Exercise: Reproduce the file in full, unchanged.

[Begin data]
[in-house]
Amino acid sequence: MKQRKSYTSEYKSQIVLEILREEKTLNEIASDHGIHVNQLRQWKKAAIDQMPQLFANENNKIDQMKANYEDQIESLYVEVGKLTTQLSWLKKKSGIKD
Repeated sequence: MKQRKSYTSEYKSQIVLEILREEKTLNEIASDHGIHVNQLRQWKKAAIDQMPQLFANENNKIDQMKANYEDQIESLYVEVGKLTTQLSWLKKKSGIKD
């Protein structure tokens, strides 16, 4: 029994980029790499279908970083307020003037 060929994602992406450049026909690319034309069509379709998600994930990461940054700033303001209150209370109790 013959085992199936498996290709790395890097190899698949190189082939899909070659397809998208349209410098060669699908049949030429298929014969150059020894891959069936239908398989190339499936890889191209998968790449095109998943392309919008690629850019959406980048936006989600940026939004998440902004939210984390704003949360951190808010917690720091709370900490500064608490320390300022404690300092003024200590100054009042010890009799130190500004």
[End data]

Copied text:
[in-house]
Amino acid sequence: MKQRKSYTSEYKSQIVLEILREEKTLNEIASDHGIHVNQLRQWKKAAIDQMPQLFANENNKIDQMKANYEDQIESLYVEVGKLTTQLSWLKKKSGIKD
Repeated sequence: MKQRKSYTSEYKSQIVLEILREEKTLNEIASDHGIHVNQLRQWKKAAIDQMPQLFANENNKIDQMKANYEDQIESLYVEVGKLTTQLSWLKKKSGIKD
């Protein structure tokens, strides 16, 4: 029994980029790499279908970083307020003037 060929994602992406450049026909690319034309069509379709998600994930990461940054700033303001209150209370109790 013959085992199936498996290709790395890097190899698949190189082939899909070659397809998208349209410098060669699908049949030429298929014969150059020894891959069936239908398989190339499936890889191209998968790449095109998943392309919008690629850019959406980048936006989600940026939004998440902004939210984390704003949360951190808010917690720091709370900490500064608490320390300022404690300092003024200590100054009042010890009799130190500004």